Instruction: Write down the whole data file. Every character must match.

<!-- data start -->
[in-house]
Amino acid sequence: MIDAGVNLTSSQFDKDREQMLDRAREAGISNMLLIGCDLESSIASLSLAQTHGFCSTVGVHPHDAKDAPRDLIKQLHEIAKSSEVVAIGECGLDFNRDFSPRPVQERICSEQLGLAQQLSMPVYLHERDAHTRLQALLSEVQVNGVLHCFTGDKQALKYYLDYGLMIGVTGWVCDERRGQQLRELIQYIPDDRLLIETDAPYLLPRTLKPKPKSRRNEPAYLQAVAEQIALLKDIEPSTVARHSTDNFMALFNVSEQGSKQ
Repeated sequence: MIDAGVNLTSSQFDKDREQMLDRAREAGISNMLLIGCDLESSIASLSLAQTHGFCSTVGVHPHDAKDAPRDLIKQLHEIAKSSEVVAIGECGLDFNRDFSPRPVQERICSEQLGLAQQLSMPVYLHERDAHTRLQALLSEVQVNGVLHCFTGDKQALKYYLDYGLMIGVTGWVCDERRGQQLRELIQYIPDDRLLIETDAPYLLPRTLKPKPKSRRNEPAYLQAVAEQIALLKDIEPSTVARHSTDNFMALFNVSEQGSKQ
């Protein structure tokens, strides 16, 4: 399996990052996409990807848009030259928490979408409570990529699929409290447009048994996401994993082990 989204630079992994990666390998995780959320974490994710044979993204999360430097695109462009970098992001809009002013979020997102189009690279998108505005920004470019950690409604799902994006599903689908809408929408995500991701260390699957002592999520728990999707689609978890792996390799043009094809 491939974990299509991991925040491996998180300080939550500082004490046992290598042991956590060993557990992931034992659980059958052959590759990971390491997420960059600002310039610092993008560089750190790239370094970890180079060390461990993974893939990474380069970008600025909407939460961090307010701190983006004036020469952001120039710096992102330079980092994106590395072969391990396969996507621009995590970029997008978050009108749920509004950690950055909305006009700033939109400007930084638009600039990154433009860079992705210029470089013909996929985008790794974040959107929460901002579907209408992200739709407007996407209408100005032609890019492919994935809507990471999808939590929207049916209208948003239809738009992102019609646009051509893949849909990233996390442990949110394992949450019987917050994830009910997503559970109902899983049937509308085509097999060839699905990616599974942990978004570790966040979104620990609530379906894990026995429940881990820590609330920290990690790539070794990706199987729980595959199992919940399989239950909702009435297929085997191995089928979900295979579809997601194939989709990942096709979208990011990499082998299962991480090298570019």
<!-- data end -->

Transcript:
[in-house]
Amino acid sequence: MIDAGVNLTSSQFDKDREQMLDRAREAGISNMLLIGCDLESSIASLSLAQTHGFCSTVGVHPHDAKDAPRDLIKQLHEIAKSSEVVAIGECGLDFNRDFSPRPVQERICSEQLGLAQQLSMPVYLHERDAHTRLQALLSEVQVNGVLHCFTGDKQALKYYLDYGLMIGVTGWVCDERRGQQLRELIQYIPDDRLLIETDAPYLLPRTLKPKPKSRRNEPAYLQAVAEQIALLKDIEPSTVARHSTDNFMALFNVSEQGSKQ
Repeated sequence: MIDAGVNLTSSQFDKDREQMLDRAREAGISNMLLIGCDLESSIASLSLAQTHGFCSTVGVHPHDAKDAPRDLIKQLHEIAKSSEVVAIGECGLDFNRDFSPRPVQERICSEQLGLAQQLSMPVYLHERDAHTRLQALLSEVQVNGVLHCFTGDKQALKYYLDYGLMIGVTGWVCDERRGQQLRELIQYIPDDRLLIETDAPYLLPRTLKPKPKSRRNEPAYLQAVAEQIALLKDIEPSTVARHSTDNFMALFNVSEQGSKQ
């Protein structure tokens, strides 16, 4: 399996990052996409990807848009030259928490979408409570990529699929409290447009048994996401994993082990 989204630079992994990666390998995780959320974490994710044979993204999360430097695109462009970098992001809009002013979020997102189009690279998108505005920004470019950690409604799902994006599903689908809408929408995500991701260390699957002592999520728990999707689609978890792996390799043009094809 491939974990299509991991925040491996998180300080939550500082004490046992290598042991956590060993557990992931034992659980059958052959590759990971390491997420960059600002310039610092993008560089750190790239370094970890180079060390461990993974893939990474380069970008600025909407939460961090307010701190983006004036020469952001120039710096992102330079980092994106590395072969391990396969996507621009995590970029997008978050009108749920509004950690950055909305006009700033939109400007930084638009600039990154433009860079992705210029470089013909996929985008790794974040959107929460901002579907209408992200739709407007996407209408100005032609890019492919994935809507990471999808939590929207049916209208948003239809738009992102019609646009051509893949849909990233996390442990949110394992949450019987917050994830009910997503559970109902899983049937509308085509097999060839699905990616599974942990978004570790966040979104620990609530379906894990026995429940881990820590609330920290990690790539070794990706199987729980595959199992919940399989239950909702009435297929085997191995089928979900295979579809997601194939989709990942096709979208990011990499082998299962991480090298570019």